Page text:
I’ve found one of the most helpful tools over the past few years to be “The Pocket Muse.” Basically, it’s a collection of photos, and quick, small bits to help jump-start ideas. It also has a writing regiment built in, which forces you to stay sitting down and actually write… instead of grabbing that next cup of coffee. For me, it’s all about cementing that daily routine and getting into a groove that can eventually create some great results. I’d highly recommend it (whatever menial weight my recommendation has at this stage…).

    I personally hadn’t thought about how clearing out the idea of a set audience could help. Looking forward to giving it a go pretty soon!

  93. litoncomp says:

    (in response to your comment on my blog) Hi Michelle- I was not really suggesting that we should always do the assignments we give our students. I was simply giving an example of how we can become participants in their experience as students (in any classroom; this is not restricted to the composition classroom), rather than standing over them shaking our rulers at them for forgetting to put a comma after the conjunction in their papers. And I think it might work with freshmen. I’m actually assigning the slam poem to my freshmen this semester and plan to show them mine (I have a video of it), so we’ll see what happens! And yes- I’m glad you picked up on the fact that I’m not preaching expressivism as working for everyone, all the time. In fact, I’m a firm believer in bringing in texts other than my students’ life experiences into my classroom (for our autobiography unit, we read some Frederick Douglass, Malcolm X and Jay-Z, and we watched “The Last Lecture” by Randy Pausch), because I recognize that the world is comprised of a variety of people. In other words, our students don’t live on clouds by themselves, and I’m aware of this fact. I think this is a criticism of expressivism hurled by those who don’t really understand what it is. -Lindsey (LitonComp)

    • I didn’t mean to suggest that participating in everything was necessary- just to comment on the fact that making yourself as vulnerable as you were asking them to be helped create an interesting dynamic. It sounds like you made bank on a unique opportunity and I’d love to hear how it goes in freshman comp!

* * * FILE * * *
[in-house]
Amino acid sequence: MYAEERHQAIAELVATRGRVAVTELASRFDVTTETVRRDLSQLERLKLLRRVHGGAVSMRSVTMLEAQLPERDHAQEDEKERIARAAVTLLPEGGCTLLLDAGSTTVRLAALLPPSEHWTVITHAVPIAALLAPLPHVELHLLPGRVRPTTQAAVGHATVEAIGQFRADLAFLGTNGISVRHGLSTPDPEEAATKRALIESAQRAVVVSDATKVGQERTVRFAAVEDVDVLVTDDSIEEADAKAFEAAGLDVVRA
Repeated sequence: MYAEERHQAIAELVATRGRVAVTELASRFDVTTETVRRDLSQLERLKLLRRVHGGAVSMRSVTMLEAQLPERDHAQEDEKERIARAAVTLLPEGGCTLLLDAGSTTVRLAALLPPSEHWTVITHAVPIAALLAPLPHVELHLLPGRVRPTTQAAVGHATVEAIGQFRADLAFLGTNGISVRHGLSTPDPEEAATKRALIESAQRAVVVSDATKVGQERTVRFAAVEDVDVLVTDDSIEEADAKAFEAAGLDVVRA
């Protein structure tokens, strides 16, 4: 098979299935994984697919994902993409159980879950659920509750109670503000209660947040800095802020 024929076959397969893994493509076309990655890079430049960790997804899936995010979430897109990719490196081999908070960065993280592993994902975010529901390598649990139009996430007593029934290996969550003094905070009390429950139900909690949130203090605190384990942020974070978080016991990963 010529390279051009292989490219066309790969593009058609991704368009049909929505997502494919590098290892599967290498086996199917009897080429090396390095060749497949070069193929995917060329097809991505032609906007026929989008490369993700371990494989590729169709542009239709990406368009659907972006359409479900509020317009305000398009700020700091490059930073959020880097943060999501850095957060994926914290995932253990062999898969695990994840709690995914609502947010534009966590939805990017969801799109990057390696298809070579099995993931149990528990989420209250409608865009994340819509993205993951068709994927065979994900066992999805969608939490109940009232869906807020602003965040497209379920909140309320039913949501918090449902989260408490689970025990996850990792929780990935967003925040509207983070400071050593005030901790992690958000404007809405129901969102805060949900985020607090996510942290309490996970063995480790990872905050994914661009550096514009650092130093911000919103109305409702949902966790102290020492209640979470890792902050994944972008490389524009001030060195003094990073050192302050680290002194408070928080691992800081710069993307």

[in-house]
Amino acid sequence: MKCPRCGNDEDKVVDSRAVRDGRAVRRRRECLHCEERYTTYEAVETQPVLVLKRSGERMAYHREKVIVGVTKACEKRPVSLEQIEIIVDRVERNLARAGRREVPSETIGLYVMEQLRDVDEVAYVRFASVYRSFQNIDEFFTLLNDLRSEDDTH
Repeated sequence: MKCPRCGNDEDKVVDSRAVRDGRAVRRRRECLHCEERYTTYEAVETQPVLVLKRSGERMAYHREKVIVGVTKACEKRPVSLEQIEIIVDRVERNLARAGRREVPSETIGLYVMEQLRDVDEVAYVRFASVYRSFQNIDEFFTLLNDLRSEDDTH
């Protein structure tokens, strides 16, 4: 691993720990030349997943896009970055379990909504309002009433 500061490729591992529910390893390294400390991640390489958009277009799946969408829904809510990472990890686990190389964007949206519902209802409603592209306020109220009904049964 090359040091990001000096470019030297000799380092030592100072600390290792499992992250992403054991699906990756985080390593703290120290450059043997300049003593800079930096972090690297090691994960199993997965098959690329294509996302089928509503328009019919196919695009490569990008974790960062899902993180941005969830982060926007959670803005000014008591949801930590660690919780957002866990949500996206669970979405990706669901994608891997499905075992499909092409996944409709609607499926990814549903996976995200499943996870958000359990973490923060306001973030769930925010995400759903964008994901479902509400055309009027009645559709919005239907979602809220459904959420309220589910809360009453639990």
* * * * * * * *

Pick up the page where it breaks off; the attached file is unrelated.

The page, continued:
94. St. Cain says:

    thank you, that little bit just gave me hope for conquering my empty screen

  95. newsy1 says:

    I’ve been a writer of one kind or another for 30 years. I have found that finding your audience is like finding your voice. If you over think it–it just doesn’t work. Great post.

  96. shanbo53 says:

    Great post! I have all too often felt the strain of audience. I have always considered it to be the most important thing to keep in mind when mulling over the content. This is such a great take on approaching the first few drafts (although I agree that I will find this a difficult practice for blogging). Thanks for the insight!

  97. Inspiring!
    Thanks for posting it. I agree. Sometimes well most of the time, you just write what you want to write. 😀

  98. To paraphrase a Stephen King quote: the biggest problem for American Short Story Writers is that they all seem to be writing for other short story writers. They get so wrapped up in being impressive they forget to tell a story.
    I don’t know if that predicament is better or worse than a blank page.

  99. Anna says:

    I agree with the comment that finding your audience is like finding a voice. I explored the process of writing a first draft as discovery and then letting the voice develop and found this can sometimes be beneficial (with structure). Any comp student needs some structure, but given the opportunity to write and have a discovery time can develop much more productive invention. Analyzing your audience and at least deciding “what kind” of audience they are even if not specifically can release a burden for the student writer. Is the reader an empathetic or appreciative reader or a comprehensive or critical reader?

  100. Pingback: The Beginning « The Libra Chronicles

  101. Very interesting insight … I can see both sides. As a writer myself, trained specifically in journalism, I was taught to consider audience first. Always. But as a blogger and creative writer, that always felt very limiting. I have to agree with the professor you mentioned … Writing focus should be about effectively making a point, not winning readership. But that of course begs the question: Who benefits from the point being made if no audience wants to read your material? I think every writer has to find that balance, and I think it’s probable that balance is different for each piece as well as each author. 🙂

  102. Clarence Er says:

    Great article!! The last paragraph was my favourite, where it not only sums up what was written, but also stresses the matter of “making a point” in what you write. 🙂